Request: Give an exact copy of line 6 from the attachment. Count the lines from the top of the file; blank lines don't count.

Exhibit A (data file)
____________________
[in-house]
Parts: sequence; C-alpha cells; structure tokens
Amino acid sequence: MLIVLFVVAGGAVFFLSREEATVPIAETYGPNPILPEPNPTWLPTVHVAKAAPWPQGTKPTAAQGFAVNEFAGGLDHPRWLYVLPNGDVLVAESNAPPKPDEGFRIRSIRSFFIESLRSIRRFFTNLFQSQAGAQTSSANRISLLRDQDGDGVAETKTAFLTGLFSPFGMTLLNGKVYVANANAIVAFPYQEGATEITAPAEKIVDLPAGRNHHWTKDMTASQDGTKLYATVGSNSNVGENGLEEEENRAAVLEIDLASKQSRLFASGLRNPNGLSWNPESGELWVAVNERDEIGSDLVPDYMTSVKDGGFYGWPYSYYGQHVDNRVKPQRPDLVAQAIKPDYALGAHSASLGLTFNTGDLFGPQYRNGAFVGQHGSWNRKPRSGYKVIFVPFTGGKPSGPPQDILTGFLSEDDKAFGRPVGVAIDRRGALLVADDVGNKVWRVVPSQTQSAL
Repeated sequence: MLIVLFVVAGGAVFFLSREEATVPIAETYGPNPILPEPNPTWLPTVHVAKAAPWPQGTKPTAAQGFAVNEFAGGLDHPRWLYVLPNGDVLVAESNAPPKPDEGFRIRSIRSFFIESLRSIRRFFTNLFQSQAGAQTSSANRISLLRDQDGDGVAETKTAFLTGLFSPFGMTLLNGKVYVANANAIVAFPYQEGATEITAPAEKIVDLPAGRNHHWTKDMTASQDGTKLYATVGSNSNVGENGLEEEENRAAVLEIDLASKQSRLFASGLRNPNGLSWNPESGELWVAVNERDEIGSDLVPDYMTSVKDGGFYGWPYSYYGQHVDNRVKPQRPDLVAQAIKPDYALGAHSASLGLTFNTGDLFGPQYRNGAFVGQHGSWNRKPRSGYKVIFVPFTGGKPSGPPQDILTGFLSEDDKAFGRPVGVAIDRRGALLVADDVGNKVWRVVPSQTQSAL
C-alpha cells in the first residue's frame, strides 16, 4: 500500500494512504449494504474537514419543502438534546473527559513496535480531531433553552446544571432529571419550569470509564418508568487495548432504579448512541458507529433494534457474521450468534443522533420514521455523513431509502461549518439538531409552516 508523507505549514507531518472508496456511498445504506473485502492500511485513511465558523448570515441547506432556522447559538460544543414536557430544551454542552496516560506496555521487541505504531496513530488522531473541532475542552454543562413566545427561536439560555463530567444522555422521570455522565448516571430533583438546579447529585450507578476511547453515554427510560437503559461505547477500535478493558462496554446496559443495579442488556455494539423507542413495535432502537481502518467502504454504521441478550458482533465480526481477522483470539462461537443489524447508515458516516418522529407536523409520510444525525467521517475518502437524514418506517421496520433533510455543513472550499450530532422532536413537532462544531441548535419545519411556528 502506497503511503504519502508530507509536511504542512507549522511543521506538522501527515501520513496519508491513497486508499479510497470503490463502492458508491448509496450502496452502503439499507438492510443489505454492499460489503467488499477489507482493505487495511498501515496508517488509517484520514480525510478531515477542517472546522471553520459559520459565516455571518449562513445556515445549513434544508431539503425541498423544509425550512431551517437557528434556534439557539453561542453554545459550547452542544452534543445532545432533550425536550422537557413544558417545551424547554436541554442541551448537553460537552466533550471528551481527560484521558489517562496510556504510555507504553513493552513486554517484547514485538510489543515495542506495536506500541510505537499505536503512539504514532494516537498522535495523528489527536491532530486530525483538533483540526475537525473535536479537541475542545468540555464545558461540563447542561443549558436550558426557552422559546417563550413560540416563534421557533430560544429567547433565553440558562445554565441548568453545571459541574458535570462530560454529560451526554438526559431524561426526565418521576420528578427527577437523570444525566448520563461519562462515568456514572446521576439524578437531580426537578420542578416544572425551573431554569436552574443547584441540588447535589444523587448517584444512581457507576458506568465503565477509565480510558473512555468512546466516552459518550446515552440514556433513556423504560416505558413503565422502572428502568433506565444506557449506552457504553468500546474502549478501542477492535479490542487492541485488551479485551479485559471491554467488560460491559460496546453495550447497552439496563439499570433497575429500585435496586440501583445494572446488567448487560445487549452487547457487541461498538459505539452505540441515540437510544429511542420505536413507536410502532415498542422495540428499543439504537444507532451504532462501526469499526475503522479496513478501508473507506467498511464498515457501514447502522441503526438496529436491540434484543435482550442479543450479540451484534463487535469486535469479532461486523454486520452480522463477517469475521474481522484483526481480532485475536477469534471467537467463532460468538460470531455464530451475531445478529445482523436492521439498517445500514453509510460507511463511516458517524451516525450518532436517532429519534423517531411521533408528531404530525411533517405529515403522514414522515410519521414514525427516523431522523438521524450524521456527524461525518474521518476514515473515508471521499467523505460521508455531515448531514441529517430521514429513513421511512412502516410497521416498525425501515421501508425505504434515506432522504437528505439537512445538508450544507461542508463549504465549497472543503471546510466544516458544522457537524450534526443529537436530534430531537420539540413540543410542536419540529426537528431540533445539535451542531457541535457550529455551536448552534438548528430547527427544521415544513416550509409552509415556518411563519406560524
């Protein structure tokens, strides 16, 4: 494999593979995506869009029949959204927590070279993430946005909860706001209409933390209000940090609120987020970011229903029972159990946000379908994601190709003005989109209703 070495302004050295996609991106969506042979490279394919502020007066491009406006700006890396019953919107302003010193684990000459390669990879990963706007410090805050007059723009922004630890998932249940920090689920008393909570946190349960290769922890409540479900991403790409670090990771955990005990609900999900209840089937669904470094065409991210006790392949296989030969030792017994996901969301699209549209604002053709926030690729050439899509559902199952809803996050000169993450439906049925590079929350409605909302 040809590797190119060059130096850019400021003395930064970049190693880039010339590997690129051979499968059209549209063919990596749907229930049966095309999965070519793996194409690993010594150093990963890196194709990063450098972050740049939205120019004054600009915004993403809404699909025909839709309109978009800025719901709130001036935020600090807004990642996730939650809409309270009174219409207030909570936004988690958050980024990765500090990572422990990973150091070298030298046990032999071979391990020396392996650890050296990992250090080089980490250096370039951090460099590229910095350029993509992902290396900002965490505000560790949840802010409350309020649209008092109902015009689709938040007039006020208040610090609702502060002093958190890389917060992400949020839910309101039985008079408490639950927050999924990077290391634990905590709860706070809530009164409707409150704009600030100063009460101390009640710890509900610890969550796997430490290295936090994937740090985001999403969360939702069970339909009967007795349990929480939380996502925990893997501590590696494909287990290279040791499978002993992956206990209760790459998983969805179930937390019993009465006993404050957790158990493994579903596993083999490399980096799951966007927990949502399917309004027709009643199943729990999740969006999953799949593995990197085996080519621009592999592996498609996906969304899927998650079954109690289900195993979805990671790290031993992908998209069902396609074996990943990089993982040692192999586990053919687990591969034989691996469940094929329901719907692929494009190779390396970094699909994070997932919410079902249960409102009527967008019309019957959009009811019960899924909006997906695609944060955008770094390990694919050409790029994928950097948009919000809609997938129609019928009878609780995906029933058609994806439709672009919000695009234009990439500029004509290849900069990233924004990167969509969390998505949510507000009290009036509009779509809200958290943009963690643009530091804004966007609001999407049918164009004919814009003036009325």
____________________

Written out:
């Protein structure tokens, strides 16, 4: 494999593979995506869009029949959204927590070279993430946005909860706001209409933390209000940090609120987020970011229903029972159990946000379908994601190709003005989109209703 070495302004050295996609991106969506042979490279394919502020007066491009406006700006890396019953919107302003010193684990000459390669990879990963706007410090805050007059723009922004630890998932249940920090689920008393909570946190349960290769922890409540479900991403790409670090990771955990005990609900999900209840089937669904470094065409991210006790392949296989030969030792017994996901969301699209549209604002053709926030690729050439899509559902199952809803996050000169993450439906049925590079929350409605909302 040809590797190119060059130096850019400021003395930064970049190693880039010339590997690129051979499968059209549209063919990596749907229930049966095309999965070519793996194409690993010594150093990963890196194709990063450098972050740049939205120019004054600009915004993403809404699909025909839709309109978009800025719901709130001036935020600090807004990642996730939650809409309270009174219409207030909570936004988690958050980024990765500090990572422990990973150091070298030298046990032999071979391990020396392996650890050296990992250090080089980490250096370039951090460099590229910095350029993509992902290396900002965490505000560790949840802010409350309020649209008092109902015009689709938040007039006020208040610090609702502060002093958190890389917060992400949020839910309101039985008079408490639950927050999924990077290391634990905590709860706070809530009164409707409150704009600030100063009460101390009640710890509900610890969550796997430490290295936090994937740090985001999403969360939702069970339909009967007795349990929480939380996502925990893997501590590696494909287990290279040791499978002993992956206990209760790459998983969805179930937390019993009465006993404050957790158990493994579903596993083999490399980096799951966007927990949502399917309004027709009643199943729990999740969006999953799949593995990197085996080519621009592999592996498609996906969304899927998650079954109690289900195993979805990671790290031993992908998209069902396609074996990943990089993982040692192999586990053919687990591969034989691996469940094929329901719907692929494009190779390396970094699909994070997932919410079902249960409102009527967008019309019957959009009811019960899924909006997906695609944060955008770094390990694919050409790029994928950097948009919000809609997938129609019928009878609780995906029933058609994806439709672009919000695009234009990439500029004509290849900069990233924004990167969509969390998505949510507000009290009036509009779509809200958290943009963690643009530091804004966007609001999407049918164009004919814009003036009325």